Dictionary of National Biography Cędwalla byVarious
CĘDWALLA (659? - 689) (the variations in the form of whose name are as numerous as in the case of the Welsh Cędwalla), was the son of Cyneberht, and a great-grandson of the West-Saxon king Ceawlin [q.v.] but his name indicates some British connection and misled some Welsh writers so far as to confuse him with Cadwaladr, son of the Cędwalla who was killed at Hevenfelth (Brut y Tywysogion, Mon. Hist. Brit. p. 841; REES, Welsh Saints, p. 300). The name of his brother 'Mul' -- the mule or half breed -- points to the probability of their mother being Welsh. Będa calls him a young man of great energy, and he was probably regarded as a dangerous aspirant to the West-Saxon throne. At any rate he was expelled from Wessex and, according to William of Malmesbury ,
by a faction of the leading men which perhaps included the king himself, Centwine (Gest. Pont. p. 233), and he then led the wild life of an outlaw among the forests of Chiltern and Anderida. Here he was brought into contact, about 681, with Wilfrith who was engaged in missionary labours among the South-Saxons. Cędwalla often applied to him for advice, and Wilfrith lent him also horses and money, and obtained great influence over him (ib.) In 685 when Cędwalla began to strive for the West-Saxon kingdom (Anglo-Saxon Chronicle) he ravaged Sussex with a band of lawless followers and, notwithstanding his friendship with Wilfrith, slew the South-Saxon king Ęthelwealh, who was an ally of Centwine. Two ealdormen, however, Berchtun and Andhun, who had been converted by Wilfrith succeeded in driving him out and governing the kingdom independently. On the death or resignation of Centwine, 686 (see FLOR WIG), who seems to have nominated Cędwalla as his successor (Will. Malm. Gest. Pont. p. 352), the latter obtained possession of the West-Saxon throne, and, again invading Sussex, defeated and slew Berchtun, and subdued the whole kingdom. After making a raid on Kent, in which his Mul was burned to death, he turned his against the Isle of Wight, which had conquered some years before by Wulfhere, king of Mercia, and bestowed upon his ally and godson, Ęthelwealh, the South-Saxon king (BĘDA, iv. 13, 16). The inhabitants of Wight were still heathen, and Cędwalla,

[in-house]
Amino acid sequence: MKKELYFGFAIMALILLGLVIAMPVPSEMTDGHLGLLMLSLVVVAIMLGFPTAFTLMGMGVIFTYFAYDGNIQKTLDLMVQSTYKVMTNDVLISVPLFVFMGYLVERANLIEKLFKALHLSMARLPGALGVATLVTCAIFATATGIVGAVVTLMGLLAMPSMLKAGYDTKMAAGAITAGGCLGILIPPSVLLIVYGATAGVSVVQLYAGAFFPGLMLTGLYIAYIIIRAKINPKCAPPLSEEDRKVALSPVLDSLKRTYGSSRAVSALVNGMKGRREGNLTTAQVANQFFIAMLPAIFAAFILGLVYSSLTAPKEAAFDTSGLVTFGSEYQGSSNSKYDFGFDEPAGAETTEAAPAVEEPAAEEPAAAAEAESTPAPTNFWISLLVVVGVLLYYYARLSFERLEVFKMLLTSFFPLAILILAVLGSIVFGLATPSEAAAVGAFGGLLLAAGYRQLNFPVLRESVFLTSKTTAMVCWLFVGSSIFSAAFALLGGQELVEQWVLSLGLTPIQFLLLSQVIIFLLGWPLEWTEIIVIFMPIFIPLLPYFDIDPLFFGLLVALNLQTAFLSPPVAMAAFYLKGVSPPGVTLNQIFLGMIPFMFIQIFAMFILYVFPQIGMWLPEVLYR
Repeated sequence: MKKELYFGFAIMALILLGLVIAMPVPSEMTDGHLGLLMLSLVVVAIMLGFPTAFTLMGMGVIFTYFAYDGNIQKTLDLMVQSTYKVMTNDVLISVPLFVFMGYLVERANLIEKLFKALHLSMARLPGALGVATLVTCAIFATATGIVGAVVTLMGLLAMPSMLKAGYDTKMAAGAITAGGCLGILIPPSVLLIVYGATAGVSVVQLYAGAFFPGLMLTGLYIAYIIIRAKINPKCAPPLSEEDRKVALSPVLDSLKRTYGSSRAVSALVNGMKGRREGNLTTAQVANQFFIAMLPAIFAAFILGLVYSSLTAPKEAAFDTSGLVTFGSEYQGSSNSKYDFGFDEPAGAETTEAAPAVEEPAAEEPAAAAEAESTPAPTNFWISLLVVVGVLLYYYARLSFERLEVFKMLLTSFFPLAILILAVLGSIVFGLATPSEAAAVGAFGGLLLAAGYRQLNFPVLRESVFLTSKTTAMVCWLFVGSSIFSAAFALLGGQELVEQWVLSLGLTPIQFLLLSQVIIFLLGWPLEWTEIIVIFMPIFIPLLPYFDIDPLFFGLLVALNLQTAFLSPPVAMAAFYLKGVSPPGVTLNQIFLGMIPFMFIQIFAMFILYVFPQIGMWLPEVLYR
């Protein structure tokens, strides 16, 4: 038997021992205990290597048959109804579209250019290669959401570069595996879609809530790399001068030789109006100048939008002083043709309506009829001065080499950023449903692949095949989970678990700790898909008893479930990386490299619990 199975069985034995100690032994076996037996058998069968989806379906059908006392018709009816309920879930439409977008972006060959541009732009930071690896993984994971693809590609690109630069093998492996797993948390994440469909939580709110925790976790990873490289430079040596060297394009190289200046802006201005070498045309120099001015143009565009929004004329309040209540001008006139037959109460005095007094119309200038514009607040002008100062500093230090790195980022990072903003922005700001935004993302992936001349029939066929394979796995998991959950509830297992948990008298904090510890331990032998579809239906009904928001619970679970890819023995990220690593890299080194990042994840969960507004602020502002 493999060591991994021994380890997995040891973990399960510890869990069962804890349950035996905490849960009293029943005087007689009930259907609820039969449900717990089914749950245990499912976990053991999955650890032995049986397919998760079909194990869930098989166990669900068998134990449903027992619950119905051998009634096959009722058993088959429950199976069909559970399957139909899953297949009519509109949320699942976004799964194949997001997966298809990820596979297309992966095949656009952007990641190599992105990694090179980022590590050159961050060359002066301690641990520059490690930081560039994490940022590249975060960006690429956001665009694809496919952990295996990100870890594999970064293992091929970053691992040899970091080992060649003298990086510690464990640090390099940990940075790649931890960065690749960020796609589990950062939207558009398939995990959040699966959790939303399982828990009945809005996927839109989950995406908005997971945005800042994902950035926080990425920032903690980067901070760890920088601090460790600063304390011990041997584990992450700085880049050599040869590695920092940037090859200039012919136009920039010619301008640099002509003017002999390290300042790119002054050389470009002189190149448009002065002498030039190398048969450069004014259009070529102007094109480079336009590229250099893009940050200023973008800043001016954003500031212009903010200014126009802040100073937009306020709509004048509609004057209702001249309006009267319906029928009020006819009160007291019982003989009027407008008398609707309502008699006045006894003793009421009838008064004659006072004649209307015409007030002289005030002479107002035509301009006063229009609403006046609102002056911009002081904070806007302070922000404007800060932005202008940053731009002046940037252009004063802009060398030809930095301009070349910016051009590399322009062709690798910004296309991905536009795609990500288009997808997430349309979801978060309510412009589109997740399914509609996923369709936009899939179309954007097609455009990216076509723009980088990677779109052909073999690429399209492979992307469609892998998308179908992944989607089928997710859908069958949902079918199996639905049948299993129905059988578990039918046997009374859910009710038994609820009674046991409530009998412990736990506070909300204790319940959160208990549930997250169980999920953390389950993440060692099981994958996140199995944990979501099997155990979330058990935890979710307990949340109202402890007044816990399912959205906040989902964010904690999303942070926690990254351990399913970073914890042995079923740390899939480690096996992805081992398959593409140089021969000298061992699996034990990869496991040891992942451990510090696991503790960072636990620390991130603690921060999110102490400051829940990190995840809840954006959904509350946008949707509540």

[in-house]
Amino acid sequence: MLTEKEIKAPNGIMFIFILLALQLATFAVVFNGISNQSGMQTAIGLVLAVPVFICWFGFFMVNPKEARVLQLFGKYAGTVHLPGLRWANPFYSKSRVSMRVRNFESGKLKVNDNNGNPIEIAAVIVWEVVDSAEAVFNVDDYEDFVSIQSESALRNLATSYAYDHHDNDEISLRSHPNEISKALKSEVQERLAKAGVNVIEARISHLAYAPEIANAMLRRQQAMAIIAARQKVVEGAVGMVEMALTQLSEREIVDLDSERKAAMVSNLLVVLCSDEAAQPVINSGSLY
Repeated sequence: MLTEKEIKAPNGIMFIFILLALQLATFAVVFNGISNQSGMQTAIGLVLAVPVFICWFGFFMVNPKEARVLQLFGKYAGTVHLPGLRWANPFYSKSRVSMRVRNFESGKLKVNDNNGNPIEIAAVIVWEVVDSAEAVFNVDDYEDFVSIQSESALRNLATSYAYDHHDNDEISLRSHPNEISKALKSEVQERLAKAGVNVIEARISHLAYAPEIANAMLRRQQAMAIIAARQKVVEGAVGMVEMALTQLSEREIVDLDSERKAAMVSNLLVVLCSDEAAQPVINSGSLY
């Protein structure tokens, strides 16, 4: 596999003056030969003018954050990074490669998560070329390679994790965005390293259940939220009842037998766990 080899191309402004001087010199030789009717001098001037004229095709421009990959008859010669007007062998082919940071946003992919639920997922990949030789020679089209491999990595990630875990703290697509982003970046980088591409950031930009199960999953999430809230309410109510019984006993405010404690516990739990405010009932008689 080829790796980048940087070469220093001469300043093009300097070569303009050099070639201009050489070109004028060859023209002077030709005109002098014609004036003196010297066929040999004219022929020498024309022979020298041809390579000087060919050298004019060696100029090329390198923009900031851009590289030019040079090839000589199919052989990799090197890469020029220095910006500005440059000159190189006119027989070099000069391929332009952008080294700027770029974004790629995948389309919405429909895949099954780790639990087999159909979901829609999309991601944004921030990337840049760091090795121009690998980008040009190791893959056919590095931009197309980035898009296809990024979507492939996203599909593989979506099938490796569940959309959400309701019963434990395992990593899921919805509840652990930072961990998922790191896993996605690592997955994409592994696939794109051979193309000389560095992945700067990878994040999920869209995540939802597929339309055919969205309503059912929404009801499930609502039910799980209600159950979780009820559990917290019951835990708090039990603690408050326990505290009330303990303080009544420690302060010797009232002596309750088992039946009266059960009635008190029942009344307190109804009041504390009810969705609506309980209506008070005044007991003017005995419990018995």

although not yet baptised, vowed that if he was victorious he would devote a fourth part of the island to God. This was probably due to the suggestion of Wilfrith, who had great influence over him, although the statements of Eddius and William of Malmesbury (Gest. Pont. p. 233) that Cędwalla made him a kind of president over his kingdom (ut dominum et magistrum), and did nothing without his approval, must be looked upon as exaggerations. Anyhow, having been successful in subjugating Wight, Cędwalla fulfilled his vow by bestowing a fourth part of the island, three hundred hides, on Wilfrith, who sent two priests (his nephew Bernuin, and another named Hiddila) to instruct and baptise the people in the christian faith (BĘDA, iv. 16). Cędwalla put to death two sons of Arvaldus, king of Wight, who had fled for refuge to the mainland, but, at the request of an abbot of a neighbouring monastery, permitted them first to be baptised. All this time he himself had not been baptised, and had not, so far as our records enable us to judge, exhibited much christian virtue in his
conduct. He had indeed bestowed many liberal gifts upon monastic houses, but William of Malmesbury (Gest. Pont. p. 352) implies that he did this to obtain favour when he was ambitious of the West-Saxon throne. Suddenly, however, in 688, the fierce warrior turned into a penitent devotee. He resigned his kingdom and took his journey to Rome, in order to be baptised by the pope. Cędwalla was baptised by Pope Sergius I, under the name of Peter, on Easter eve, 689, being then about thirty years of age. He had hoped to die Będa says (E.H. v.7), soon after his baptism, in order to pass at once to eternal joys; and his hope was fulfilled, for death came before he had put off the chrisom or white fillet which converts wore for eight days after their baptism. He was buried in St Peter's on 20 April.His epitaph, consisting of some turgid Latin elegiacs, followed by a few lines in prose, has been preserved by Będa. A copy of the metrical inscription alone, taken from the original stone in old St. Peter's, exists in John Gruter's work, 'Inscrip. Antiq. Amstel.' 1707, ii. 1174, and also in Raffael Fabretti's 'Inscrip. Antiq.' 1702, Rome, p. 735, No. 463.
[Będa, Eccl. Hist. iv. 13, 15, 16, v. 7; William of Malmesbury's Gesta Pontincum, Rolls Series.]